At least 7 districts in Odisha likely to go the parched Chennai way by 2030!

The Baseline Water Stress map released by Niti Aayog recently clubs districts like Khurda, Puri, Ganjam, Gajapati, Rayagada, Kandhmal and Nayagarh as high water-stressed districts

Bhubaneswar: As non-heeding to the warnings in 2010 made Chennai face the scary travails of a parched land in 2019,  the apparent date for a similar condition in Odisha is likely  around 2030, when its big coastal towns, including the Capital city, would go the Chennai way.

The shocker here is as many as seven districts in the coastal and south interior Odisha have been declared high water stress zone, based on the 2010 data on proportionate withdrawal and flow of water in the districts. It has been observed that the gap between water withdrawal and availability in the districts hovered between 40 per cent and 80 per cent.

This was revealed in the recently released Composite Water Management Index by Niti Aayog.

The fact is, the same baseline data had declared Chennai as extremely high water stressed, where the gap has been estimated at over 80 per cent. And the reality now in Chennai is for all to discern.

An analysis further projects that with such a proportionate water stress position, the districts, especially the urban centres, will turn arid zones by the year 2030. The caveat here, however, is unless remedial steps are taken to augment the water budget of the areas, day is not far when Odisha will reel under water scarcity.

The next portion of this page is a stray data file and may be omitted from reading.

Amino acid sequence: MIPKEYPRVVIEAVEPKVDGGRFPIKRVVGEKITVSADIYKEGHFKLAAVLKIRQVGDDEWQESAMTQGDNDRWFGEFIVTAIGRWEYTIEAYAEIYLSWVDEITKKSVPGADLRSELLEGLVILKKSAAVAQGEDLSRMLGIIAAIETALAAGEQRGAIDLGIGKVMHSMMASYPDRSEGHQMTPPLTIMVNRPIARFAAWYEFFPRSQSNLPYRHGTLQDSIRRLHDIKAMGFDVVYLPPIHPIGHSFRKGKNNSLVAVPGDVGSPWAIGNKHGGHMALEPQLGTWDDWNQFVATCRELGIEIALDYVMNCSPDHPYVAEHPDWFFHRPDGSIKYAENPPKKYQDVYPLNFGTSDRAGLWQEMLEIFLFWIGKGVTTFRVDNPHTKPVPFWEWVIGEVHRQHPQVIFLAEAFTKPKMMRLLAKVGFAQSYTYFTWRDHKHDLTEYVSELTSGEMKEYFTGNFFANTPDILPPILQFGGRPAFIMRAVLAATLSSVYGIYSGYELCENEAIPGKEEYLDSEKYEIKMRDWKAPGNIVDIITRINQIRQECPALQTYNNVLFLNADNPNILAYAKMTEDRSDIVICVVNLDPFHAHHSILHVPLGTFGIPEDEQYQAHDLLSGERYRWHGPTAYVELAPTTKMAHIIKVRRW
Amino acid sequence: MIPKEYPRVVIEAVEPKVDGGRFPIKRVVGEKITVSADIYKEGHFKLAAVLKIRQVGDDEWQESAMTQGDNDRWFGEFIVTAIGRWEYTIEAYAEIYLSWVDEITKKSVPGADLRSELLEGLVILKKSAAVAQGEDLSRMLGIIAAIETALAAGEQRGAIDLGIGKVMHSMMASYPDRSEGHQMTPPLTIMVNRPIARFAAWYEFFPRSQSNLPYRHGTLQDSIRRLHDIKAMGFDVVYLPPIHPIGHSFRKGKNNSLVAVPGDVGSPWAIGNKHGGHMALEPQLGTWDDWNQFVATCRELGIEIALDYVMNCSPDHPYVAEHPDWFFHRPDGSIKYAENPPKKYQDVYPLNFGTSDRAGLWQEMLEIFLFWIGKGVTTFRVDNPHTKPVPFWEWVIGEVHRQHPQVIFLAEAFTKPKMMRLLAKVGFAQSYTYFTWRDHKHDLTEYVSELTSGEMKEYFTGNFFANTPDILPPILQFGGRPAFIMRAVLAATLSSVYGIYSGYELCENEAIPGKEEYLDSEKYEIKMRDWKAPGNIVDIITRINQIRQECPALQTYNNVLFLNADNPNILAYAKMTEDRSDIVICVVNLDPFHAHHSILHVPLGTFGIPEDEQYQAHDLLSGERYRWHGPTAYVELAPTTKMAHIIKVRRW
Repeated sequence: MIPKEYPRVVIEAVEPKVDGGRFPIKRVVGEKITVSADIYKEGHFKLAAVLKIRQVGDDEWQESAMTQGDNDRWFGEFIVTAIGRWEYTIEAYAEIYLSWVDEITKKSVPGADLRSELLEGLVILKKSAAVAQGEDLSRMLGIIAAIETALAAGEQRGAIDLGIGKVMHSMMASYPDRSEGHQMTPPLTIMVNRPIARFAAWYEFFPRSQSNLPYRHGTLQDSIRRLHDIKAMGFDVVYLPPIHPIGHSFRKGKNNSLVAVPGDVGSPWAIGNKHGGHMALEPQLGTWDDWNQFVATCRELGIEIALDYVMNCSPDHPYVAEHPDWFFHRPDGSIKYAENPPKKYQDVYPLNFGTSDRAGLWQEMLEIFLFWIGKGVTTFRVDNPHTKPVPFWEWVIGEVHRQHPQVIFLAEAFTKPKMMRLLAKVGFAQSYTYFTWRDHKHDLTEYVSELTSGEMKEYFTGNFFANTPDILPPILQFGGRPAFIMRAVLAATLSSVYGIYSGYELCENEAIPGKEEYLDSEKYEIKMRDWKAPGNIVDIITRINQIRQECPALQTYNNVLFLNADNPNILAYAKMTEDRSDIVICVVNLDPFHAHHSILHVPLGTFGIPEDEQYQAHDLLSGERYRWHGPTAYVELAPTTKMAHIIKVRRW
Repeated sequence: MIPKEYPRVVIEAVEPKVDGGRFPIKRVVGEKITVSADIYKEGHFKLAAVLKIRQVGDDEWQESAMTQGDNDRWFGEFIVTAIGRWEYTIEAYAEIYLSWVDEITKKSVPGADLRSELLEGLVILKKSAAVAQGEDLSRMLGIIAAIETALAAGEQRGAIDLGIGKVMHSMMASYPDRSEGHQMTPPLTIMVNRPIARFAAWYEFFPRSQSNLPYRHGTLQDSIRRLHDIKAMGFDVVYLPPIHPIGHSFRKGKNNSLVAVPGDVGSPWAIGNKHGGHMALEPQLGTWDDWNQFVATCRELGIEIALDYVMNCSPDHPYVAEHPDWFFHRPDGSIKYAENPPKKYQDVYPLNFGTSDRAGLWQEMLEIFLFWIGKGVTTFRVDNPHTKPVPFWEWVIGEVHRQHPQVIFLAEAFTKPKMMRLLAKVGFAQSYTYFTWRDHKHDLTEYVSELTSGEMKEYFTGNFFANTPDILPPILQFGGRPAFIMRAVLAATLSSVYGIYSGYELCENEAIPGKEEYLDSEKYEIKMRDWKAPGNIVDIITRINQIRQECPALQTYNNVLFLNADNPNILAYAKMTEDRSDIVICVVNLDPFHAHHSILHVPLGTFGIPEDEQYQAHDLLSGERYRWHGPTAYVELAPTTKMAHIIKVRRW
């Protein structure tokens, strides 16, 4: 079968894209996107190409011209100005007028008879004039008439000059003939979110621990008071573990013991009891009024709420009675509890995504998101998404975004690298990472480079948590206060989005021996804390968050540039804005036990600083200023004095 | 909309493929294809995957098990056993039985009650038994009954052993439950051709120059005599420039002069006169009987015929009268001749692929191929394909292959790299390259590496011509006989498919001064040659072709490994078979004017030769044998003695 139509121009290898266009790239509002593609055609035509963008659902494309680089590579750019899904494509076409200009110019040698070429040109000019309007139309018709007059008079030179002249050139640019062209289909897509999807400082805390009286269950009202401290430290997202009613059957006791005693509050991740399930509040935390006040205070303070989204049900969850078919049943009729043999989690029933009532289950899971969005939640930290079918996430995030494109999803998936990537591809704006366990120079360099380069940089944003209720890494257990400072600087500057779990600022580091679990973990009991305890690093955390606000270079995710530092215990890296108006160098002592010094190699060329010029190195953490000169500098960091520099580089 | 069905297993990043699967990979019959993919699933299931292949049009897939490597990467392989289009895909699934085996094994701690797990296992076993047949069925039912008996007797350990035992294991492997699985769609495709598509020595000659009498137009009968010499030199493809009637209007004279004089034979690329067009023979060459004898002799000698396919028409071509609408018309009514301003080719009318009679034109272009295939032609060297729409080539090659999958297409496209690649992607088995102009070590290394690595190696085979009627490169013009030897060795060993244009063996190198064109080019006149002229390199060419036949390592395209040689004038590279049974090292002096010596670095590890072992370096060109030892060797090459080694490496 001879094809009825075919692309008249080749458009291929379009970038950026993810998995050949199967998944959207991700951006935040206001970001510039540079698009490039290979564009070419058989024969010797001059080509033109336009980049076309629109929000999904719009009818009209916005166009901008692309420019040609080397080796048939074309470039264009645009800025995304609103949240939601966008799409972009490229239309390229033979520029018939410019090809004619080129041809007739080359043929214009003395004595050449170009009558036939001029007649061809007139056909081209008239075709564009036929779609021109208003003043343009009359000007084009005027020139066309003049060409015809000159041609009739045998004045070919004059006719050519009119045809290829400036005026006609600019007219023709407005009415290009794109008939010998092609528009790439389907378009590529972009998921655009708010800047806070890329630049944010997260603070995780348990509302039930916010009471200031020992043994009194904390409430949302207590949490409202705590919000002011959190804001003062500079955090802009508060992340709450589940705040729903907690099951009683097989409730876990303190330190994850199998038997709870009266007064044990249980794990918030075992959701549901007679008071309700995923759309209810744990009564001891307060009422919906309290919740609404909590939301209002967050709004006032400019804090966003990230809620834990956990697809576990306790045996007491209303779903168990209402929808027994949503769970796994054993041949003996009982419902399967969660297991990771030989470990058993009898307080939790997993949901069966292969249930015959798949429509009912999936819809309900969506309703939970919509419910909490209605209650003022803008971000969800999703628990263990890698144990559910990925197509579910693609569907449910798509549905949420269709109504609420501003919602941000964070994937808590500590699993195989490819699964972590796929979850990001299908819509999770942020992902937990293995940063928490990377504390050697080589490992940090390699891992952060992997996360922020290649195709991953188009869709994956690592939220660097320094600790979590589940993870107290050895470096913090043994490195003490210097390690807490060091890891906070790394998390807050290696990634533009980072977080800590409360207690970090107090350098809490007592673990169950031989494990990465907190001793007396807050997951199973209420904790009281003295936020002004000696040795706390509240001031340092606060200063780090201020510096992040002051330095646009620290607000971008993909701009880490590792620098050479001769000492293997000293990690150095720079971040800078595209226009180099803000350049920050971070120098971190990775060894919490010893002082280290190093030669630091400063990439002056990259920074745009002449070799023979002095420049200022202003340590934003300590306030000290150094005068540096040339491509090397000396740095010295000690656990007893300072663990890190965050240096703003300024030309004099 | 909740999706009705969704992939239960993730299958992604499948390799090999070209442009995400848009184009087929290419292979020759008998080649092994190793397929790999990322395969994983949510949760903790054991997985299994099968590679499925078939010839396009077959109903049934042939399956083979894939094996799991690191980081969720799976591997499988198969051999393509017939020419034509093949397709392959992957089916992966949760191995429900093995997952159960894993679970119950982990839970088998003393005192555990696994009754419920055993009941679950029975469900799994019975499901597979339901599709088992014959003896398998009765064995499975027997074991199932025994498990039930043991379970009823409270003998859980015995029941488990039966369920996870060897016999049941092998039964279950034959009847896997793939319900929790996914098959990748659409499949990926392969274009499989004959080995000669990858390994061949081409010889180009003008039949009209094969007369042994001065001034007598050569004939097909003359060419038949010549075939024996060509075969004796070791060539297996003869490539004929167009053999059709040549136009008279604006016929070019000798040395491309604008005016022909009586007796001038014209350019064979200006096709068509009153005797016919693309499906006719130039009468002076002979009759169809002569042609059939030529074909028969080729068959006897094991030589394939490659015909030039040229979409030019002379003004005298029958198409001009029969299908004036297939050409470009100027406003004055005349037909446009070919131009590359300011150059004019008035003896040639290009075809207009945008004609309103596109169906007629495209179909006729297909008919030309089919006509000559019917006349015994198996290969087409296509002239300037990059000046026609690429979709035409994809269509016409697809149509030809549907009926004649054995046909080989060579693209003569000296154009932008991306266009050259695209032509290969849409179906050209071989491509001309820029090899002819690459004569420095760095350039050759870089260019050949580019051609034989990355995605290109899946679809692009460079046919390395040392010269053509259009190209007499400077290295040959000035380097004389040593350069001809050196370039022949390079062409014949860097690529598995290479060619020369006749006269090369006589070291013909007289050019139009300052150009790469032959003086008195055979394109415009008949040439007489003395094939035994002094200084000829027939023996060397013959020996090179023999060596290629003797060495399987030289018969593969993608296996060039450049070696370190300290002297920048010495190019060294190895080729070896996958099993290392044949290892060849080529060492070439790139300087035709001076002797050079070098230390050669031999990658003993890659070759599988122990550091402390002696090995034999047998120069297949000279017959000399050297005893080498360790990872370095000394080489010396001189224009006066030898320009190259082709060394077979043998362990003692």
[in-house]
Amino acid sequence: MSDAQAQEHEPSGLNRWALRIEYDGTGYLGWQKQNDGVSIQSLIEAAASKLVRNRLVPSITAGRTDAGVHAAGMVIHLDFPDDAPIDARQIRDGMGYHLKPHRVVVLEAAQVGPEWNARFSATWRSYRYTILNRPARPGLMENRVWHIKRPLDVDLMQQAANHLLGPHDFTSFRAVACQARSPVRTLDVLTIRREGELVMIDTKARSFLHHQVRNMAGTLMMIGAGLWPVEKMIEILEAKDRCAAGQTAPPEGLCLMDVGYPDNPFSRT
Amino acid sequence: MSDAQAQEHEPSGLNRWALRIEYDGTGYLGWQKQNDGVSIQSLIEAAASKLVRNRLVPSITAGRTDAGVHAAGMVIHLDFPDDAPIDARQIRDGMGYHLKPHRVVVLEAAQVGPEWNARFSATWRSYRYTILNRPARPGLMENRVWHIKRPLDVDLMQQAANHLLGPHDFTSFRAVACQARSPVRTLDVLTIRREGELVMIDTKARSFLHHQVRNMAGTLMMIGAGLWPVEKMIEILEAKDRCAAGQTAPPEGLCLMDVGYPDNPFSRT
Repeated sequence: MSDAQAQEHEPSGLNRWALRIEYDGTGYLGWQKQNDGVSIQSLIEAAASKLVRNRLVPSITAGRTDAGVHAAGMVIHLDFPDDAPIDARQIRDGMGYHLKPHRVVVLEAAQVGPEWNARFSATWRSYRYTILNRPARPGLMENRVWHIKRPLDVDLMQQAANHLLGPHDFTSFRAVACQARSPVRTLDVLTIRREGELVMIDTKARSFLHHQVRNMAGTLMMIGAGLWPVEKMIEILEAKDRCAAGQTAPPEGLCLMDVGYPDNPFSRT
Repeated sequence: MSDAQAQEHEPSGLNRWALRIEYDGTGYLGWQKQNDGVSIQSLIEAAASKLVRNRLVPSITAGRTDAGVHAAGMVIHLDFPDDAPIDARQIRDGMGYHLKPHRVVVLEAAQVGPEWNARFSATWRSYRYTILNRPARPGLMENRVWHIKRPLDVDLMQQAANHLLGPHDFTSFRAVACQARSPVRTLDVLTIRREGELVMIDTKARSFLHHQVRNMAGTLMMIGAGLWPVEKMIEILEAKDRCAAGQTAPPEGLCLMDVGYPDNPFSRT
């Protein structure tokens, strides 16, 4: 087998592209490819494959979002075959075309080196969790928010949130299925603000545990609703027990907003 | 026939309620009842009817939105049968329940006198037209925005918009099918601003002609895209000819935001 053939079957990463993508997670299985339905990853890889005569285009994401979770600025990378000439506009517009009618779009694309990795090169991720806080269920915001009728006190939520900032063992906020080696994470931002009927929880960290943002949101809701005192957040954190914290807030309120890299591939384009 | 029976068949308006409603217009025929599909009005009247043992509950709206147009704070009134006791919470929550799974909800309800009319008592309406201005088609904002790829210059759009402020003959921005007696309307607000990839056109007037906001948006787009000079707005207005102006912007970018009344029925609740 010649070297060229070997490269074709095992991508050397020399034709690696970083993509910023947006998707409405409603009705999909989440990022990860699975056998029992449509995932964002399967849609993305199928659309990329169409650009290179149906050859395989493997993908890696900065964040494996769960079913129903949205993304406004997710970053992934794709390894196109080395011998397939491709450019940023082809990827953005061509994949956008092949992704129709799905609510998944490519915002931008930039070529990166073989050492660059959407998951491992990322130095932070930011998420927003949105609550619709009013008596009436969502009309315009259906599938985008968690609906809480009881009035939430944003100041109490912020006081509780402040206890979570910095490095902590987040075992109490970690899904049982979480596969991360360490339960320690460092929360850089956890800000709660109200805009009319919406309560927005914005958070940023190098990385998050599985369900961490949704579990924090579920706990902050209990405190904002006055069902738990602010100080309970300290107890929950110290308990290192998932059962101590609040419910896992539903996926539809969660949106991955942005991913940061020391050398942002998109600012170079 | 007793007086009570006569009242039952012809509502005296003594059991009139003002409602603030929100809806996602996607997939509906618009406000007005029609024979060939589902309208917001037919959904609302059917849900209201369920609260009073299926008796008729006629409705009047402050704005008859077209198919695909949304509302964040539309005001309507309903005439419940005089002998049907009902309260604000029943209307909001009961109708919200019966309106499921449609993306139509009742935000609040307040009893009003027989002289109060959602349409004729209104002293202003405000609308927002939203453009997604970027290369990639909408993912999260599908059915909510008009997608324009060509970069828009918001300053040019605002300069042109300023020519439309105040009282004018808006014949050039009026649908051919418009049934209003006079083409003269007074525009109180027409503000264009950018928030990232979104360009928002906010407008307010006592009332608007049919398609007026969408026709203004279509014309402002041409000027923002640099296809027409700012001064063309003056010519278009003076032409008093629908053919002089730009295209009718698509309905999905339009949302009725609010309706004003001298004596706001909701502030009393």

Significantly, water reservoirs in Chennai are brimming following the generous monsoon and worst ever flood in 2015.  But two successive deficit monsoons thereafter had precipitated the worst ever water crisis in Chennai’s history in 2019.

Sample the rainfall scenario of the high water-stress districts in the State.

In Khurda district, the rainfall distribution for the last 5 -year period (2014-18) looks discouraging. The deficit in November to March ranged in between 8 per cent and 100 per cent, whereas in the Monsoon months of June and August, it ranged from 10 per cent to 75 per cent. The months of July and September in the district had recorded deficient rainfall in two consecutive years during the last 5-year period.

Puri district had also recorded deficient rainfall in most of the months in a year, except for the rainy months, during the last 5-years.

The rainfall position in Ganjam looks worse as a status of deficient rainfall is measured round the year, except for the Monsoon months of June-August. However, for the two consecutive years of 2015 & 2016, the Monsoon months of July and August in the district were also in the deficient zone.

The rainfall scenario is more or less the same in the districts like Rayagada and Gajapati.

As per the Baseline Water Stress map, Odisha’s western districts like Bolangir, Bargarh, Deogarh, Sonepur, Jharsuguda and parts of Sundergarh were declared as having medium to high water stress condition.

And given that since all districts here had recorded deficient precipitation ranging from 9 per cent to 73 per cent even in the monsoon months during the last five -year period, it has been observed that the urban centres in the districts may face a dry scenario by 2030.

Sample the instance of Bolangir and Bargarh. Bolangir district had experienced deficient rainfall during the Monsoon months for the last 5-year period. And Bargarh had experienced so for four years during the last half-decade.